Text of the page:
Contingent Convertible Securities Risk. Contingent convertible securities, also known as contingent capital securities or “CoCos,” are hybrid securities that are typically issued by non-U.S. banks. CoCos have characteristics of both debt and equity instruments, although they are generally treated by the Funds as debt investments. If certain “trigger events” occur, CoCos either convert into equity or undergo a principal write-down or write-off. Trigger events, which are defined by the documents governing the CoCo, may include a decline in the issuer’s capital ratio below a specified trigger level, the share price of the issuer falling to a particular level for a certain period of time, other events indicating an increase in the issuer’s risk of insolvency, and/or certain regulatory events, including changes in regulatory capital requirements or regulatory actions related to the issuer’s solvency prospects.
  The value of CoCos may be influenced by the creditworthiness of the issuer and/or fluctuations in such issuer’s applicable capital ratios; supply and demand for CoCos; general market conditions and available liquidity; and economic, financial or political events impacting the issuer, its particular market or the financial markets more broadly. Due to the contingent conversion or principal write-down or write-off features, CoCos may have substantially greater risk than other securities in times of financial stress. The occurrence of an automatic conversion or write-down or write-off event may be unpredictable and the potential effects of such event could cause a Fund’s shares to lose value. The coupon payments offered by CoCos are discretionary and may be cancelled or adjusted downward by the issuer or at the request of the relevant regulatory authority at any point, for any reason, and for any length of time. As a result of the uncertainty with respect to coupon payments, the value of CoCos may be volatile and their price may decline rapidly if coupon payments are suspended. CoCos are typically structurally subordinated to traditional convertible bonds in the issuer’s capital structure. There may be circumstances under which investors in CoCos may suffer a capital loss ahead of equity holders or when equity holders do not.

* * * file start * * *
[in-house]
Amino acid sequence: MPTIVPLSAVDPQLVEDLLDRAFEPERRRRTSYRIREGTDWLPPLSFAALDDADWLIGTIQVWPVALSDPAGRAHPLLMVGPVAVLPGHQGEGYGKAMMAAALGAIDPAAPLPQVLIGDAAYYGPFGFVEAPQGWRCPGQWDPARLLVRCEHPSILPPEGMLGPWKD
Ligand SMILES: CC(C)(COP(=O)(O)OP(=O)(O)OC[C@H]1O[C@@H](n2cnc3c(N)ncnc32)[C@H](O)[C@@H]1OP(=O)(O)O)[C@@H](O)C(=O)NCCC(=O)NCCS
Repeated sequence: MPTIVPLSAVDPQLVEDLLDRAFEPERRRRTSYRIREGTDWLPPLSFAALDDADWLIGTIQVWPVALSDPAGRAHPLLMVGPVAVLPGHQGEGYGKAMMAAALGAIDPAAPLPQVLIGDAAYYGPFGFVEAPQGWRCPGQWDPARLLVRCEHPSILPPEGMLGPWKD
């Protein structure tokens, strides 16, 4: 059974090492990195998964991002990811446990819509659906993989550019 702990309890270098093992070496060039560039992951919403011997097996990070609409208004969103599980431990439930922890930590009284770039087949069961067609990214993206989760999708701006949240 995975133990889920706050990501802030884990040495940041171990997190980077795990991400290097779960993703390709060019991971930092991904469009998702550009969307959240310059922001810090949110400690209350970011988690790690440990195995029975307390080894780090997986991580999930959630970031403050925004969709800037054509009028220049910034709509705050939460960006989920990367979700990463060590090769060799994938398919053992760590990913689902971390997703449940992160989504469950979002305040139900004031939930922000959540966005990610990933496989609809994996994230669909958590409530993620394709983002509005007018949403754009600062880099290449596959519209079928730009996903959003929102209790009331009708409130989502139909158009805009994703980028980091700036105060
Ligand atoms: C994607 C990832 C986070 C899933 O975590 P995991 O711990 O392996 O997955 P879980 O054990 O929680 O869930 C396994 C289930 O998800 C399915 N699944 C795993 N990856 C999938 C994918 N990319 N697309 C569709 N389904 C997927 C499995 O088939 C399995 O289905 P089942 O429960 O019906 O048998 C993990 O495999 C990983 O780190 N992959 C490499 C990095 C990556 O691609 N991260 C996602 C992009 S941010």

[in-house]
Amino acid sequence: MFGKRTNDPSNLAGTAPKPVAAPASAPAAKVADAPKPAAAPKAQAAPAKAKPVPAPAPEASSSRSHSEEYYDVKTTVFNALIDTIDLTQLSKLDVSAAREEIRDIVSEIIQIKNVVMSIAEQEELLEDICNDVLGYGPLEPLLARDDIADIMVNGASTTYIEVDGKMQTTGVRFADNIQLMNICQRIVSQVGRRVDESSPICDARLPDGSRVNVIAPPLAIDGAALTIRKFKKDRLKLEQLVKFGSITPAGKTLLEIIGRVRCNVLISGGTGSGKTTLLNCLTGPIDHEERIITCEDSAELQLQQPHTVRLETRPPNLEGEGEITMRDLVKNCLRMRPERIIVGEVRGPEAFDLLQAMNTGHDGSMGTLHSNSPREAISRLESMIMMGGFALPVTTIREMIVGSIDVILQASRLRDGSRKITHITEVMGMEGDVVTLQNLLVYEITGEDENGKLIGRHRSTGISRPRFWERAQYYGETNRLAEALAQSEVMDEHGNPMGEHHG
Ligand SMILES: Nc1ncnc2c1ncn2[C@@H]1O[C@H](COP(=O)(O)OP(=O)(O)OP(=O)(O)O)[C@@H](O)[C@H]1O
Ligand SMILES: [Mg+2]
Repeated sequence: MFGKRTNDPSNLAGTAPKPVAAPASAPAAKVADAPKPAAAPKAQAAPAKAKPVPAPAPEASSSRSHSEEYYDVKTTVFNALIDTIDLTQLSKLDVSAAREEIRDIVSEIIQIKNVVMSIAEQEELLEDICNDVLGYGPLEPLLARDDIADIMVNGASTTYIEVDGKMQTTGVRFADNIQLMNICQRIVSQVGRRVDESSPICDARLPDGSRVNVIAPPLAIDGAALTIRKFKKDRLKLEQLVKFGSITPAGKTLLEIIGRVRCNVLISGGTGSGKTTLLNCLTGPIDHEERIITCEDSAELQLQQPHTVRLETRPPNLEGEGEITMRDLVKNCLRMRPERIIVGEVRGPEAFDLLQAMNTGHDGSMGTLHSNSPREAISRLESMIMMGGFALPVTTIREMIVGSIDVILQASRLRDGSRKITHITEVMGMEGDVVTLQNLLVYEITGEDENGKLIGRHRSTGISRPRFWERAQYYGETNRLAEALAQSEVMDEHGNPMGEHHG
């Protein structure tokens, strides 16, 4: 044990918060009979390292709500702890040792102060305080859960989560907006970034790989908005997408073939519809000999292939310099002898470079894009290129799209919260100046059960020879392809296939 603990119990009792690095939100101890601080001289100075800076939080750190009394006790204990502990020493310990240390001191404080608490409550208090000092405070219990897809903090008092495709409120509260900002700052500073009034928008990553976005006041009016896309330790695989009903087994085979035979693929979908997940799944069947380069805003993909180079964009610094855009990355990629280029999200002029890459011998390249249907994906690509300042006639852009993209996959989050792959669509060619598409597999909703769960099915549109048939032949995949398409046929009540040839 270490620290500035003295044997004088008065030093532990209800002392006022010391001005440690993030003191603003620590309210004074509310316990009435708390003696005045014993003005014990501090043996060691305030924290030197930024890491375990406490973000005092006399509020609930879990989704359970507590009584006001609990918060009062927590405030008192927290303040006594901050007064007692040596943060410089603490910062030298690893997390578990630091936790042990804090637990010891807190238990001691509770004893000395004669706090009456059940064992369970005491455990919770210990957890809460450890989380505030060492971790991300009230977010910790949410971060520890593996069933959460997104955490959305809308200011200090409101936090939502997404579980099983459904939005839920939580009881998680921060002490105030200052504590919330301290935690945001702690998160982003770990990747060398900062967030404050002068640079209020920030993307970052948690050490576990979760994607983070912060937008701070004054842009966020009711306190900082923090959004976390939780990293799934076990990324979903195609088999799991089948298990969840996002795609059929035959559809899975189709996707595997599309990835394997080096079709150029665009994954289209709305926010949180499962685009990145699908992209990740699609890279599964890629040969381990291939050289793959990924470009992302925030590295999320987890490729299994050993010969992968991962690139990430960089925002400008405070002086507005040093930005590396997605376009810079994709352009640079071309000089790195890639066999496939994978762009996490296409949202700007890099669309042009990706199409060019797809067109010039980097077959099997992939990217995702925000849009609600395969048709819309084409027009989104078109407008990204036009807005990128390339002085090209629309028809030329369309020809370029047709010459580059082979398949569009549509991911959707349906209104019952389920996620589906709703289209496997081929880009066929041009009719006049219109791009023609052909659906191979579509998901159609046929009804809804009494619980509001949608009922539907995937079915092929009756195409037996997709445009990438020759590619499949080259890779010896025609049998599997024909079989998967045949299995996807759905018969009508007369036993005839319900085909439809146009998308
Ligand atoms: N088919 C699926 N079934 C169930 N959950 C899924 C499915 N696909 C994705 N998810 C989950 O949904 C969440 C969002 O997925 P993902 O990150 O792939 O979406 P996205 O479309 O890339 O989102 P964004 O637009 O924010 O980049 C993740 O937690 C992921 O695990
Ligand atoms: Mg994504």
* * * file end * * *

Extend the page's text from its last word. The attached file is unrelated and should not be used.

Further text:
Although one or more of the other risks described in this SAI may also apply, the risks typically associated with CoCos include: Convertible Securities Risk, Credit Risk, Foreign Securities Risk, High-Yield Investments Risk, Interest Rate Risk, Issuer Risk, and Market Risk.
Counterparty Risk. The risk exists that a counterparty to a transaction in a financial instrument held by the Fund or by a special purpose or structured vehicle in which the Fund invests may become insolvent or otherwise fail to perform its obligations, including making payments to the Fund, due to financial difficulties. The Fund may obtain no or limited recovery in a bankruptcy or other reorganizational proceedings, and any recovery may be significantly delayed. Transactions that the Fund enters into may involve counterparties in the financial services sector and, as a result, events affecting the financial services sector may cause the Fund’s share value to fluctuate.